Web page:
Thankfully we didn’t adopt the continental Mot periods, as this vehicle would still be 12 mths away from rectification, if no accident occurred first.

More on brake failures

The following images came from a vehicle presented for test recently.

The flexible brake hose had been renewed after it’s last Mot, at that time the presenter had been advised that the brake hose was slightly deteriorated and would need replacing before the next MOT.
This was duly done by a friendly amateur mechanic the vehicle presenter knew. Unfortunately the brake hose was replaced incorrectly and slightly twisted, this lead to the covering “spring” cutting into the rubber hose and exposing the inner core, which was beginning to chafe.On the same vehicle the front brake pads were almost metal to metal on the (worn) brake discs, again leading to a MOT failure of the discs and pads.
If the vehicle had had even basic maintenance checks carried out in the previous 6 months by a competent mechanic both of these faults would have been spotted and rectified at a time the owner would have had more funds rather than just after christmas when we’re all short of cash.

Pitted Brake Discs

This last week I’ve had a couple of vehicles in with a  brake disc severely pitted, the first being a Peugeot 406 with one of the rear brake discs being severely pitted, this lead to a couple of reasons for failure, one being the severe pitting but it also caused the brake application to be  uneven, although we do not talk about rear brake balance, the mismatch between one side and the other was in the region of 60%.

Initial thoughts on the cause of the problem suggested perhaps the caliper on the pitted side was not functioning efficiently or sticking, however once the pads were removed a thorough check revealed no stiffness or stickiness in operation. Once new discs and pads were fitted the brake operation was checked and the mismatch was down at 5%. Perhaps the vehicle had not been used for a while and the disc on that side of the car had been more exposed to the weather somehow.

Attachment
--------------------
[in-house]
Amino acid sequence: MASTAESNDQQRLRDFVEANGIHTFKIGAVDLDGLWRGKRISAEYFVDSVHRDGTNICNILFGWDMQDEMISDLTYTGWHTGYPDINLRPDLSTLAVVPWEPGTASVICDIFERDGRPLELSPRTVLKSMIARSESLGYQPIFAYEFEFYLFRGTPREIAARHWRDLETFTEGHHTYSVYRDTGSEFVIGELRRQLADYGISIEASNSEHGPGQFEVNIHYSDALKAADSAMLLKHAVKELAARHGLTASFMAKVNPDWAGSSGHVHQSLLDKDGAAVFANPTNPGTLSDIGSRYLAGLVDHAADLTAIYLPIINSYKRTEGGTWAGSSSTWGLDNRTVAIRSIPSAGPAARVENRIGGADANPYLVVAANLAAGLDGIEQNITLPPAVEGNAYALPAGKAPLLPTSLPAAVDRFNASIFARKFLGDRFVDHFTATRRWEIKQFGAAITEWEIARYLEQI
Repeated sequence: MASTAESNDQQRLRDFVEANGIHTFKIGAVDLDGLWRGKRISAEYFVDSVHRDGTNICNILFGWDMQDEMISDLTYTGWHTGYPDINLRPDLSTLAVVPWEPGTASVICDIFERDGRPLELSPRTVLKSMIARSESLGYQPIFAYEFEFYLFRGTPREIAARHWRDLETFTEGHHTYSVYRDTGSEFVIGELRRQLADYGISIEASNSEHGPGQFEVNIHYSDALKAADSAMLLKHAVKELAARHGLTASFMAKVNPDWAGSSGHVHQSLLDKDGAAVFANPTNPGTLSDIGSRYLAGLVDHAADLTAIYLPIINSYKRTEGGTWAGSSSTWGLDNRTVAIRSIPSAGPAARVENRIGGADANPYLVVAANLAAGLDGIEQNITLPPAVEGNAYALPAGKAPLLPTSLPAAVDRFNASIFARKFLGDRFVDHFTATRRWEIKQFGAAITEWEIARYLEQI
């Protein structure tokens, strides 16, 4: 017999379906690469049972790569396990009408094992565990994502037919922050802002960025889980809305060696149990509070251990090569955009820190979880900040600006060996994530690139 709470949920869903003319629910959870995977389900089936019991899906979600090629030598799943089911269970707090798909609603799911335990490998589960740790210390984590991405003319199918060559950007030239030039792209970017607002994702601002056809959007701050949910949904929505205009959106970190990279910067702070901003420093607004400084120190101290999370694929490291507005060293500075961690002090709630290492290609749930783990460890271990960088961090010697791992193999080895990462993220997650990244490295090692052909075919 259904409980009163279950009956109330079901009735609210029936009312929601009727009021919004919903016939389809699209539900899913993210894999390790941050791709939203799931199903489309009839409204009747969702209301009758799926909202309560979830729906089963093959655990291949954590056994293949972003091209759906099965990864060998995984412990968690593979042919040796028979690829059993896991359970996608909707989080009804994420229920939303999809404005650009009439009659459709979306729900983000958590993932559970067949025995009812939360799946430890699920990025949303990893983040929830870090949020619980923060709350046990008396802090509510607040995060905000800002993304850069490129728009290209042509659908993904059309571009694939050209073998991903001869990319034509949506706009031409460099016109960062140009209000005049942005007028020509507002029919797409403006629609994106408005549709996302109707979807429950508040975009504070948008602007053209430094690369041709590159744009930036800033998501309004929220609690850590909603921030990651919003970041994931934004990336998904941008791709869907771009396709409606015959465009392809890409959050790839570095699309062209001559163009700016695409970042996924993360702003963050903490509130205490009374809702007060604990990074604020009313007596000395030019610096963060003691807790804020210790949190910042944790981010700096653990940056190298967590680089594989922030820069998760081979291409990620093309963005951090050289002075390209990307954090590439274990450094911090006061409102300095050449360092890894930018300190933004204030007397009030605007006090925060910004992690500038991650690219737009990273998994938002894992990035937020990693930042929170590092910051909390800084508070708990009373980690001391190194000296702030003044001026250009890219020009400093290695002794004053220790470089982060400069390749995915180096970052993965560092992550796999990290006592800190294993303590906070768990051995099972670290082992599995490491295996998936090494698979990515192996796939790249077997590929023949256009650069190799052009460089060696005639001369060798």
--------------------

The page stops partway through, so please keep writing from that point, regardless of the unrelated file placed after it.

Certainly  the Fiat Seicento the following brake disc came from had been laid up for a while (6 mths), the original problem to cause the lay up had been a wheel stud in the drive flange loosening off and causing severe brake judder.

On test the pitted disc had severe judder  and caused severe imbalance in the region of 45%,  this was also dangerous to drive particularly as it was on the drivers side of the car, pulling towards oncoming traffic.

Replacing the discs, pads, the damaged drive flange and studs was necessary.Slight surface rusting of brake discs isn’t normally a reason to fail unless it causes judder or imbalance, however the above examples are extreme and a fail was justified on the amount of pitting alone.

Another broken spring

Another example of a broken coil spring, this was on the rear of a 100,000 mile, 2003 Vauxhall  Astra, this one with the added bonus of an insufficiently supported brakepipe . Should the coil spring have fallen out of place, quite possible if the vehicle had been driven at speed over some of the local speed bumps, the brake pipe could possibly have been crushed/kinked or even the hose severed.

Another hose

Another brake hose in very poor condition, this time on the front passenger side.hoseThe vehicle in question was a 1993 low mileage (25,000 mls)  Renault Clio, had it failed on the road, the likely result would be the vehicle swerving into the path of oncoming traffic, not a good scenario.

Brake Hoses

Yesterday I had a vehicle in for test with these brake hoses fitted on the front brake calipers.


As you can see the outer rubber sheath had split, exposing the textile reinforcing.  I was unable to undertake the  repair yesterday due to customer imposed time restraints.

Despite explaining  that I considered the vehicle dangerous to drive the customer insisted she had to have the vehicle to take her son to  ??? wherever.  I hate to think of the consequences should she have been required to make an emergency stop.  Fortunately nothing happened between her leaving our test station yesterday and her return for the repairs today.

After showing her the above brake hoses she did say that she wouldn’t have driven had she realised that they were so bad, but she had in the past had to have unnecessary work done elsewhere for an MOT a couple of years ago so was a bit skeptical.

Owing to the length of her service interval indicated by the manufacturer of her vehicle and low annual mileage, she hadn’t had it serviced in the previous 12 months.

This is yet another reason for us  not to go to the continental schedules of 1st mot at 4 yrs and then bi-annually thereafter, these brake hoses could possibly have been on the vehicle for another 12 mths without being spotted.